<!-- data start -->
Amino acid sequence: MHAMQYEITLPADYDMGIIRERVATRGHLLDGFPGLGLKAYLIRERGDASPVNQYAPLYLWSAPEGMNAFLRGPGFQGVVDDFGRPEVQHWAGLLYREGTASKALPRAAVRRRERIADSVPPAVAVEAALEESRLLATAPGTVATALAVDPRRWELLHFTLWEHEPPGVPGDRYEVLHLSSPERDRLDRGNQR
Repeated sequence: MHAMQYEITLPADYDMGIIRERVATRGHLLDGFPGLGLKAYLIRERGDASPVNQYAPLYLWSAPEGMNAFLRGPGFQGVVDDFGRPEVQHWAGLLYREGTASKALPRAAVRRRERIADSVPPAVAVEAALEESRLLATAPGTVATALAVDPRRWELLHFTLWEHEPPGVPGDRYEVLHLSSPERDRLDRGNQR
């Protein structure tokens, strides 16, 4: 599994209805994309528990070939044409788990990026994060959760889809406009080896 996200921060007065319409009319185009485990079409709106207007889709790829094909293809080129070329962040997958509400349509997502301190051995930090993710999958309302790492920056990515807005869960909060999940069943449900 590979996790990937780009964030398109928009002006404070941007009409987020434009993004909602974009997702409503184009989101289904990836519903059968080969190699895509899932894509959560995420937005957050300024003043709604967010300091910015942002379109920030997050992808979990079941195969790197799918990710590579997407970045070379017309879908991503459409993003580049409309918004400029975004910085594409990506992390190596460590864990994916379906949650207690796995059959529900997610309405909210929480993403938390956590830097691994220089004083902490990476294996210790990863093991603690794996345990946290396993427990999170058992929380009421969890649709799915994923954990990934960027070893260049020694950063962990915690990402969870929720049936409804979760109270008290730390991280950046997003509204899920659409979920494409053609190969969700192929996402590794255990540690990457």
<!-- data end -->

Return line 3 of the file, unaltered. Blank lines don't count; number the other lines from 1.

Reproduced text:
């Protein structure tokens, strides 16, 4: 599994209805994309528990070939044409788990990026994060959760889809406009080896 996200921060007065319409009319185009485990079409709106207007889709790829094909293809080129070329962040997958509400349509997502301190051995930090993710999958309302790492920056990515807005869960909060999940069943449900 590979996790990937780009964030398109928009002006404070941007009409987020434009993004909602974009997702409503184009989101289904990836519903059968080969190699895509899932894509959560995420937005957050300024003043709604967010300091910015942002379109920030997050992808979990079941195969790197799918990710590579997407970045070379017309879908991503459409993003580049409309918004400029975004910085594409990506992390190596460590864990994916379906949650207690796995059959529900997610309405909210929480993403938390956590830097691994220089004083902490990476294996210790990863093991603690794996345990946290396993427990999170058992929380009421969890649709799915994923954990990934960027070893260049020694950063962990915690990402969870929720049936409804979760109270008290730390991280950046997003509204899920659409979920494409053609190969969700192929996402590794255990540690990457």